Iran Brags About Playing Chicken With the U.S. Navy

Flickr / U.S. Department of Defense
April 16, 2020 Topic: Security Region: Middle East Blog Brand: Middle East Watch Tags: IranNavySanctionsDonald TrumpWar

Iran Brags About Playing Chicken With the U.S. Navy

Tehran said its actions were in response to a U.S. jet violating its airspace.

Eleven Iranian boats spent an hour making “dangerous and harassing approaches” of six U.S. Navy vessels near Iran’s coast on Wednesday, according to the U.S. military. 

Iran and the United States came close to war last summer after months of tensions in the Persian Gulf. The two countries have more recently moved their confrontations to neighboring Iraq, where U.S. forces are deployed close to Iranian proxies. But the latest incident could be a sign of more direct confrontations to come. 

“Iranian sources told Al-Jazeera that the maneuver near an American ship was in response to a recent attempt by an American fighter [jet] to violate Iran’s airspace,” Iran’s state-run Fars News Agency claimed on Thursday. “The American fighter recently tried to enter Iran’s airspace, but an alert by Iran’s air defense changed the fighter’s direction.” 

Al-Jazeera, a television station based in nearby Qatar, reported in Arabic that an American fighter had attempted to penetrate Iranian airspace before turning back several days ago. It was unclear why Iran’s own state-run news agency would cite its Qatari counterpart rather than quote Iranian sources directly. 

“While U.S. aircraft routinely operate in international airspace throughout the U.S. Central Command area of responsibility and that international airspace is often in the vicinity of Iran, no U.S. aircraft have attempted to enter Iranian airspace recently,” Central Command spokesperson Capt. Bill Urban told the National Interest on Friday.

 

Wednesday’s incident began when several Islamic Revolutionary Guards Corps speedboats “repeatedly crossed the bows and sterns of the U.S. vessels at extremely close range and high speeds,” including one approach at only ten yards, according to a statement by the U.S. Naval Forces Central Command.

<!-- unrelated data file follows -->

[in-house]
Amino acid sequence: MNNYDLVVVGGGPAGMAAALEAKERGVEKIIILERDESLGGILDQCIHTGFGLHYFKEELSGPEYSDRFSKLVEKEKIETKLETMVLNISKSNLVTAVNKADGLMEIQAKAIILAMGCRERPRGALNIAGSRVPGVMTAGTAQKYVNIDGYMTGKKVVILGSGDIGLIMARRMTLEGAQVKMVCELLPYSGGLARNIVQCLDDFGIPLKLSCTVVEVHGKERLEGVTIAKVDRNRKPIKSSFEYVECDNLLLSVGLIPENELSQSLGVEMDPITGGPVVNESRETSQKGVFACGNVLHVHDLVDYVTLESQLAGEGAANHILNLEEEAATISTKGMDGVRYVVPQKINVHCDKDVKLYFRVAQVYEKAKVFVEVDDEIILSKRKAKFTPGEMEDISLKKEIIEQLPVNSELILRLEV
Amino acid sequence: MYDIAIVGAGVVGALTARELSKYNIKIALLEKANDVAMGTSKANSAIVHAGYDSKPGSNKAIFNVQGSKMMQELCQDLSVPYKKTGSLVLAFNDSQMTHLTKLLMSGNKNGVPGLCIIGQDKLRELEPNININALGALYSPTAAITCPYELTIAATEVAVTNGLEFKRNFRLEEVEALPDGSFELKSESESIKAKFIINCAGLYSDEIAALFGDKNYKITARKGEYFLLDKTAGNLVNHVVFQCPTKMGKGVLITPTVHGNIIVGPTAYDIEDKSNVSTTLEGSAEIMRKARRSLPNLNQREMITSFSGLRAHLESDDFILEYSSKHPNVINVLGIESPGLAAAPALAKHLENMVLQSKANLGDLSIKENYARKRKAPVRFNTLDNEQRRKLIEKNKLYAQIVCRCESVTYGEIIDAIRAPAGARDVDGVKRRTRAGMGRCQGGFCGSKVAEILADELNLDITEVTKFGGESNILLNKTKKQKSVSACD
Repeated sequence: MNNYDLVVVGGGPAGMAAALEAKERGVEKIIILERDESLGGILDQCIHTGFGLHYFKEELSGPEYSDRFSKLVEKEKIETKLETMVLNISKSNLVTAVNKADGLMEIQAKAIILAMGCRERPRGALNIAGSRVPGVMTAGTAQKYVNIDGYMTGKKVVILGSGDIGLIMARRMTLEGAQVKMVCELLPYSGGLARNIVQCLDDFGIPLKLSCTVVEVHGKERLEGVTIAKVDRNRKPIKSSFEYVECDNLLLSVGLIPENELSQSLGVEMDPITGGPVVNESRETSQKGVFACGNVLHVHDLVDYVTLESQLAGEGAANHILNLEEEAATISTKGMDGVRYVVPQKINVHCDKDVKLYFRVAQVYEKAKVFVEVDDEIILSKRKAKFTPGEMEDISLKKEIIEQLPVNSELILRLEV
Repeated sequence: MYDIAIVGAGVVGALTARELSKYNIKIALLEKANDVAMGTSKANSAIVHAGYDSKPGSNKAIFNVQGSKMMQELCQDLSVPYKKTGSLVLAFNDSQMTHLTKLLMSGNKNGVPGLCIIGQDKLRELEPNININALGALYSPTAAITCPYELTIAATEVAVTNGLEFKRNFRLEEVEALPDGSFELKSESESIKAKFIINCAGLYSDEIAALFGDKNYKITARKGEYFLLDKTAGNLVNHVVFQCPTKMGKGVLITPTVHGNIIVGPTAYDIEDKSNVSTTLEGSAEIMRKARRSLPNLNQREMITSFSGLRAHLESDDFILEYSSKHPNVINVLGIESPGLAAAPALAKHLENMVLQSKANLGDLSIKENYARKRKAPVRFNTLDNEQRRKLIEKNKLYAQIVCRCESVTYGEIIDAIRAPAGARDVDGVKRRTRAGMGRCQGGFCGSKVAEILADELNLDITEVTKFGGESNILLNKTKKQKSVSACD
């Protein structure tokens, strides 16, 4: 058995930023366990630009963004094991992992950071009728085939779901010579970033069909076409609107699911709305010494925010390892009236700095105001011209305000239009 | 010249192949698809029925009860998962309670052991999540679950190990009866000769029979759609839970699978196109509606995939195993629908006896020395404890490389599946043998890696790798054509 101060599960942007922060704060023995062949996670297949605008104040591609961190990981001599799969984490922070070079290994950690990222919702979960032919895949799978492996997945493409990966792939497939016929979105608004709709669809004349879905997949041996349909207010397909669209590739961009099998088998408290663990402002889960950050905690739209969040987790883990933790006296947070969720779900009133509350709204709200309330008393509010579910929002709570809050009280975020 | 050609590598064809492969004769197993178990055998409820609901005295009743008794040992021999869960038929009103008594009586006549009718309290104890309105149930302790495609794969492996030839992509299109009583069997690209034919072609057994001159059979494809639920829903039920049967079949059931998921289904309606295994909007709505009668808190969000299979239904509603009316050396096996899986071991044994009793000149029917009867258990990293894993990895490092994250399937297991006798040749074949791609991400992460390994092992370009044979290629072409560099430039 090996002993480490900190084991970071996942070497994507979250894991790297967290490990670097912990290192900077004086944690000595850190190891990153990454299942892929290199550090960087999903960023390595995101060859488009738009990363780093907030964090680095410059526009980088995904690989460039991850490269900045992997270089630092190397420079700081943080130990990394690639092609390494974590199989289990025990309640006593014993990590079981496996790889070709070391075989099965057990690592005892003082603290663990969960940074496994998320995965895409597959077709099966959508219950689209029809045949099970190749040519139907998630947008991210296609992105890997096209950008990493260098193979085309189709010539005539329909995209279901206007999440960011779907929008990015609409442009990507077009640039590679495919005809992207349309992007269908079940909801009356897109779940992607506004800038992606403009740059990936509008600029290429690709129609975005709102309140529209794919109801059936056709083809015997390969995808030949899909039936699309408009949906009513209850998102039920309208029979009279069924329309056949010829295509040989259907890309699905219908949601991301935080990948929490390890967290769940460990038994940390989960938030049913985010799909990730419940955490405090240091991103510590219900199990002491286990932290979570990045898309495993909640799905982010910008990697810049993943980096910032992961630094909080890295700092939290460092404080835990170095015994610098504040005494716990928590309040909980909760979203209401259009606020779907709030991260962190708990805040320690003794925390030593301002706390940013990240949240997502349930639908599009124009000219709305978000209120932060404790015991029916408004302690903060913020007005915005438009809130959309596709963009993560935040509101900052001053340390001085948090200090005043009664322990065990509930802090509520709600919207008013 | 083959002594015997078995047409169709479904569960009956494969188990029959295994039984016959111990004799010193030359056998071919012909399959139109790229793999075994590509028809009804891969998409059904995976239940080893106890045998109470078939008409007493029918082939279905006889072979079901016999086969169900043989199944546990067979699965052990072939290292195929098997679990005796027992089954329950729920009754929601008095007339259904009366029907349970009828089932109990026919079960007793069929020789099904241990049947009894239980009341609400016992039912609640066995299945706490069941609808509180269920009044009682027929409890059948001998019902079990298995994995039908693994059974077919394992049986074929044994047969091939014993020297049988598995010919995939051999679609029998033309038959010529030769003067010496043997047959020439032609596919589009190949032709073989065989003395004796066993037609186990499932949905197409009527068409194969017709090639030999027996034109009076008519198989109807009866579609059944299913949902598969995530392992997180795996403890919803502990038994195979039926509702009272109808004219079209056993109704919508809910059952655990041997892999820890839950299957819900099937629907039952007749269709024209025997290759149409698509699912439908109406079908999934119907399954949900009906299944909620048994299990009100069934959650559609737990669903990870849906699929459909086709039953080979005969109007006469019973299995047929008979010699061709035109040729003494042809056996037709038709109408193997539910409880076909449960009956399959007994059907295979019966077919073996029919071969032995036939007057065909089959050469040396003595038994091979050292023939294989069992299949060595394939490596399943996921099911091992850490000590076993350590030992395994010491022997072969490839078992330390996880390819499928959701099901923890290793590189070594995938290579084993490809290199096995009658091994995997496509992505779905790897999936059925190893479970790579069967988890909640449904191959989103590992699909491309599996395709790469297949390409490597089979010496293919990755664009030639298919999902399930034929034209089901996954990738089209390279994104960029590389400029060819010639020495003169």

The Iranian boats approached USS Lewis B. Puller, USS Paul Hamilton. USS Firebolt, USS Sirocco, USCGC Wrangell and USCGC Maui, which were conducting “joint integration operations” with Army helicopters in international waters, according to the statement. 

“The U.S. crews issued multiple warnings via bridge-to-bridge radio, five short blasts from the ships' horns and long range acoustic noise maker devices, but received no response,” the Navy stated. “After approximately one hour, the [Islamic Revolutionary Guard Corps Navy] vessels responded to the bridge-to-bridge radio queries, then maneuvered away from the U.S. ships and opened distance between them.” 

Iran did not contest the U.S. military’s version of events. Fars News Agency shared footage published by the U.S. Navy in its report. 

The Iranian maneuvers “increased the risk of miscalculation and collision,” violated “internationally recognized maritime customs, and were not in accordance with the obligation under international law to act with due regard for the safety of other vessels in the area,” the Navy claimed. 

U.S. Secretary of State Mike Pompeo declined to comment on the details of the incident in a Fox News interview on Thursday. 

‘We have seen this before, where the Iranians behaved in ways that were inconsistent with international law,” he said. “I think the American people know that President Trump is serious about protecting Americans, protecting our military, protecting our Navy. I am very confident that we’ll make decisions that do that.” 

Matthew Petti is a national security reporter at the National Interest. Follow him on Twitter: @matthew_petti

This article has been updated to reflect the U.S. Central Command's response to the National Interest's request for comment.

Image: Flickr / U.S. Department of Defense